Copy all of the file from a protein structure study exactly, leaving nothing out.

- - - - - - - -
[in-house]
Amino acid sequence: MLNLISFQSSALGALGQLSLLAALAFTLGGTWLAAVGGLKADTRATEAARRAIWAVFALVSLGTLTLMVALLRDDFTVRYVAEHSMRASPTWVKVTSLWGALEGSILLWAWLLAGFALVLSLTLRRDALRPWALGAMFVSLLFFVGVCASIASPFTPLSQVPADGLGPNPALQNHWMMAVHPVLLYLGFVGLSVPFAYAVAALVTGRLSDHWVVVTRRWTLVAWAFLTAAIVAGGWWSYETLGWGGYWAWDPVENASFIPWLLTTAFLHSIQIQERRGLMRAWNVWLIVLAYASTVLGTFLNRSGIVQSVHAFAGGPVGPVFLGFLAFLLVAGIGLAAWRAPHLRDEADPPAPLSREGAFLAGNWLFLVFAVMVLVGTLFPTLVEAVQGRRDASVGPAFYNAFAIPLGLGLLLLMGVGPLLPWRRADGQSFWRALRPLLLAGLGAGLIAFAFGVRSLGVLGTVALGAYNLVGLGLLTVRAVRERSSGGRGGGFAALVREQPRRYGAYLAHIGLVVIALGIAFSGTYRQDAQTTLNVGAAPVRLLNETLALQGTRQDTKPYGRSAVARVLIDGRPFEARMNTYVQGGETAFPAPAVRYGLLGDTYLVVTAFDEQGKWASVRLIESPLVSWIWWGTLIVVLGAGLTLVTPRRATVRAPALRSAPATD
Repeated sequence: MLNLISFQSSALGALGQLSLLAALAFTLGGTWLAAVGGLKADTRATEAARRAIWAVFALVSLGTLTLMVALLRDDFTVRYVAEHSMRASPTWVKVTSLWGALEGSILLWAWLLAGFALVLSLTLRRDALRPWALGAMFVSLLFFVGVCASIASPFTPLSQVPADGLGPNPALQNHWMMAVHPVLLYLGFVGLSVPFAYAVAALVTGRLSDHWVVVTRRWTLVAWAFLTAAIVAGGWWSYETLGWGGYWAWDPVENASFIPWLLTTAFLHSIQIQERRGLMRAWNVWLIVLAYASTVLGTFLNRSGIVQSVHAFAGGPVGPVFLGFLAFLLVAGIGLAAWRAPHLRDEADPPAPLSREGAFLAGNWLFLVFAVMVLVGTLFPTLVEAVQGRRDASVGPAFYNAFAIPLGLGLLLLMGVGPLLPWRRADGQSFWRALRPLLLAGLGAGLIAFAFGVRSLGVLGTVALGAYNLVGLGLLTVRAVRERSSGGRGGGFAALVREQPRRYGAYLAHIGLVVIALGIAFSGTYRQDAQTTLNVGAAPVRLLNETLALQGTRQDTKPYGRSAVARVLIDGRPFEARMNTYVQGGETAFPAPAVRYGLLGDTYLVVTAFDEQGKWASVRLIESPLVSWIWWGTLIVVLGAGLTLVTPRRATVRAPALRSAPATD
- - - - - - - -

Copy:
[in-house]
Amino acid sequence: MLNLISFQSSALGALGQLSLLAALAFTLGGTWLAAVGGLKADTRATEAARRAIWAVFALVSLGTLTLMVALLRDDFTVRYVAEHSMRASPTWVKVTSLWGALEGSILLWAWLLAGFALVLSLTLRRDALRPWALGAMFVSLLFFVGVCASIASPFTPLSQVPADGLGPNPALQNHWMMAVHPVLLYLGFVGLSVPFAYAVAALVTGRLSDHWVVVTRRWTLVAWAFLTAAIVAGGWWSYETLGWGGYWAWDPVENASFIPWLLTTAFLHSIQIQERRGLMRAWNVWLIVLAYASTVLGTFLNRSGIVQSVHAFAGGPVGPVFLGFLAFLLVAGIGLAAWRAPHLRDEADPPAPLSREGAFLAGNWLFLVFAVMVLVGTLFPTLVEAVQGRRDASVGPAFYNAFAIPLGLGLLLLMGVGPLLPWRRADGQSFWRALRPLLLAGLGAGLIAFAFGVRSLGVLGTVALGAYNLVGLGLLTVRAVRERSSGGRGGGFAALVREQPRRYGAYLAHIGLVVIALGIAFSGTYRQDAQTTLNVGAAPVRLLNETLALQGTRQDTKPYGRSAVARVLIDGRPFEARMNTYVQGGETAFPAPAVRYGLLGDTYLVVTAFDEQGKWASVRLIESPLVSWIWWGTLIVVLGAGLTLVTPRRATVRAPALRSAPATD
Repeated sequence: MLNLISFQSSALGALGQLSLLAALAFTLGGTWLAAVGGLKADTRATEAARRAIWAVFALVSLGTLTLMVALLRDDFTVRYVAEHSMRASPTWVKVTSLWGALEGSILLWAWLLAGFALVLSLTLRRDALRPWALGAMFVSLLFFVGVCASIASPFTPLSQVPADGLGPNPALQNHWMMAVHPVLLYLGFVGLSVPFAYAVAALVTGRLSDHWVVVTRRWTLVAWAFLTAAIVAGGWWSYETLGWGGYWAWDPVENASFIPWLLTTAFLHSIQIQERRGLMRAWNVWLIVLAYASTVLGTFLNRSGIVQSVHAFAGGPVGPVFLGFLAFLLVAGIGLAAWRAPHLRDEADPPAPLSREGAFLAGNWLFLVFAVMVLVGTLFPTLVEAVQGRRDASVGPAFYNAFAIPLGLGLLLLMGVGPLLPWRRADGQSFWRALRPLLLAGLGAGLIAFAFGVRSLGVLGTVALGAYNLVGLGLLTVRAVRERSSGGRGGGFAALVREQPRRYGAYLAHIGLVVIALGIAFSGTYRQDAQTTLNVGAAPVRLLNETLALQGTRQDTKPYGRSAVARVLIDGRPFEARMNTYVQGGETAFPAPAVRYGLLGDTYLVVTAFDEQGKWASVRLIESPLVSWIWWGTLIVVLGAGLTLVTPRRATVRAPALRSAPATD